The French Bulldog is a "well behaved, adaptable, and comfortable companion with an affectionate nature and even disposition; generally active, alert, and playful, but not unduly boisterous". It is enthusiastic and lively, without being yappy and loud. Curious, sweet and absolutely hilarious, it has a very comical personality and loves to clown around. It is bright and easygoing. The Frenchie gets along fairly well with strangers and other animals and enjoys being with its owner. It plays well with other dogs. That love of play and relaxed attitude carry over into their training sessions. French Bulldogs are intelligent, and training them is easy as long as you make it seem like a game and keep it fun. Frenchies are loving companions who thrive on human contact. If you want an outdoor dog who can be left alone for long periods, the Frenchie is not the breed for you. This is a dog who enjoys lavishing love on his human companions as much as he loves the same treatment in return. They generally get along well with everyone, including children. They can, however, be territorial and possessive of their people, especially in the presence of other dogs. Socialization is a must for this breed, but with their easy companionship this is an enjoyable task. Those Frenchies that are allowed to believe they are alpha may become dog aggressive. With a nature that is both humorous and mischievous, the French Bulldog needs to live with someone who is consistent, firm, and patient with all the antics and idiosyncrasies that make him both frustrating and delightful. This breed needs leadership and will not thrive without it. The Frenchie cannot be owned and ignored. When it senses an owner is meek or passive toward it, it will become very stubborn and even snappish. They can be trained if the owner is calm, but firm, consistent and patient. Proper human to canine communication is essential. They are free thinkers and are not an ideal breed for competing in obedience or agility although some have risen to the challenge. This freethinking approach can also lead to a stubborn nature, and if they decide to dig in their heels there is no budging them. Do not give them affection or sweet talk them if they are displaying any type of unwanted behaviors; instead correct them sternly with an air of calm authority. French Bulldogs are clean, and most will try to avoid puddles. Most cannot swim so take caution around water. This breed does best with considerate children who know how to display proper leadership. This breed may drool and slobber; however a good percentage of them do not. They are also a relentless hunter of mice. Do not allow this sweet little bully to develop Small Dog Syndrome. He sports a short easy-care coat to accompany his easygoing personality. The Frenchie likes to play, but he also enjoys spending his days relaxing on the sofa. French Bulldogs make excellent watchdogs and will alert their people to approaching strangers, but it's not their style to bark without cause. They can be protective of their home and family and some will try to defend both with their life. French Bulldogs are wonderful companion dogs with a gentle nature. If you work at home, the Frenchie is happy to lie at your feet all day or follow you from room to room. People who love them describe them as mischievous goof balls and can't imagine life without them. They are a constant presence, and they'll love you with all the strength in their small bodies, proving time and again that beauty is on the inside.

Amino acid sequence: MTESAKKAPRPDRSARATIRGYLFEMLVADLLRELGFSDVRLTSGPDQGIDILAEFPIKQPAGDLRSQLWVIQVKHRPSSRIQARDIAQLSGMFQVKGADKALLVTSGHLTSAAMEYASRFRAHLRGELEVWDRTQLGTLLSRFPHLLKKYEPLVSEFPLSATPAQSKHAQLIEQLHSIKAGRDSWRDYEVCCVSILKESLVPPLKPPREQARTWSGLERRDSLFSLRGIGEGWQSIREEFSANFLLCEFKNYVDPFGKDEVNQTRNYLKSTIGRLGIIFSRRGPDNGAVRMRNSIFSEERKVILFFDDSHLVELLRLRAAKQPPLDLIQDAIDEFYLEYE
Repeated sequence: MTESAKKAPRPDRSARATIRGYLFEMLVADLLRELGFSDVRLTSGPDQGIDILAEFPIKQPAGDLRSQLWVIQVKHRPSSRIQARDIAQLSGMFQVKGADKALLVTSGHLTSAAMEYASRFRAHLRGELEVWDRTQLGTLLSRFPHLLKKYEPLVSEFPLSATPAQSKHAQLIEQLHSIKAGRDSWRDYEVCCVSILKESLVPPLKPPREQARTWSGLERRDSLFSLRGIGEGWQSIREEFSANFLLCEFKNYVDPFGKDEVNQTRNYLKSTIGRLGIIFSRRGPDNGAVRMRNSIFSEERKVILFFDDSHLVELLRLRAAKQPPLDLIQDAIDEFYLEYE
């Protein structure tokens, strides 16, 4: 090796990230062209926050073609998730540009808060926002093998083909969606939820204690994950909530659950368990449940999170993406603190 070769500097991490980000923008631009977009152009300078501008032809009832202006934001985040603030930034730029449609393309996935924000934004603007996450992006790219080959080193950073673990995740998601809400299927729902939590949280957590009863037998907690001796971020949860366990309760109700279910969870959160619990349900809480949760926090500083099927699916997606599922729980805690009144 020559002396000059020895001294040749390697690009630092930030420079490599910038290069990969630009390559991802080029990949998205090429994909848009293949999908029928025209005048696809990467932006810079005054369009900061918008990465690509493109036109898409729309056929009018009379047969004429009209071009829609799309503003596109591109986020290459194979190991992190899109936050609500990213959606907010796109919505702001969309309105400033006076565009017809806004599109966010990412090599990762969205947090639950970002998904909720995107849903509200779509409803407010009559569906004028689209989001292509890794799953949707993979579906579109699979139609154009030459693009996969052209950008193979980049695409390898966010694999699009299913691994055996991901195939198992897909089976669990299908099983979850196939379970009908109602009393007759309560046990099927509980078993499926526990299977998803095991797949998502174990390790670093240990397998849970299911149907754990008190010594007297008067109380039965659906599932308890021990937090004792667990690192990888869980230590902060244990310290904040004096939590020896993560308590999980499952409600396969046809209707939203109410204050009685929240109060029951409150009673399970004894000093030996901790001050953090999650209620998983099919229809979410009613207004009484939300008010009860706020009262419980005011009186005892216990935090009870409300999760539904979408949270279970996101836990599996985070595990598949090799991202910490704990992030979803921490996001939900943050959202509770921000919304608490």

About 10-12 years. French Bulldogs have a relatively moderate life expectancy under ideal conditions, especially compared to other small breeds, clocking in at around 12 years of happy, chubby, and healthy life. Of course, there are always exceptions to the rule and some French Bulldogs have been known to live up to 15 or 16 years, while others have tragically died much younger. French Bulldogs are replete with health problems within the breed and there are many factors to consider when trying to get a sense of how long your French Bulldog will live. If your Frenchie came from a suspicious breeder or a puppy mill, and you rescued them, then there’s a good chance that they’ll have health problems later in life that their responsibly-bred counterparts will not have. Kennel cough and other common canine ailments can severely degrade the length and quality of life your French Bulldog enjoys. The easiest way to ensure your Frenchie lives a long and happy life is to only work with AKC-registered breeders who are professional, clean, caring, and responsible.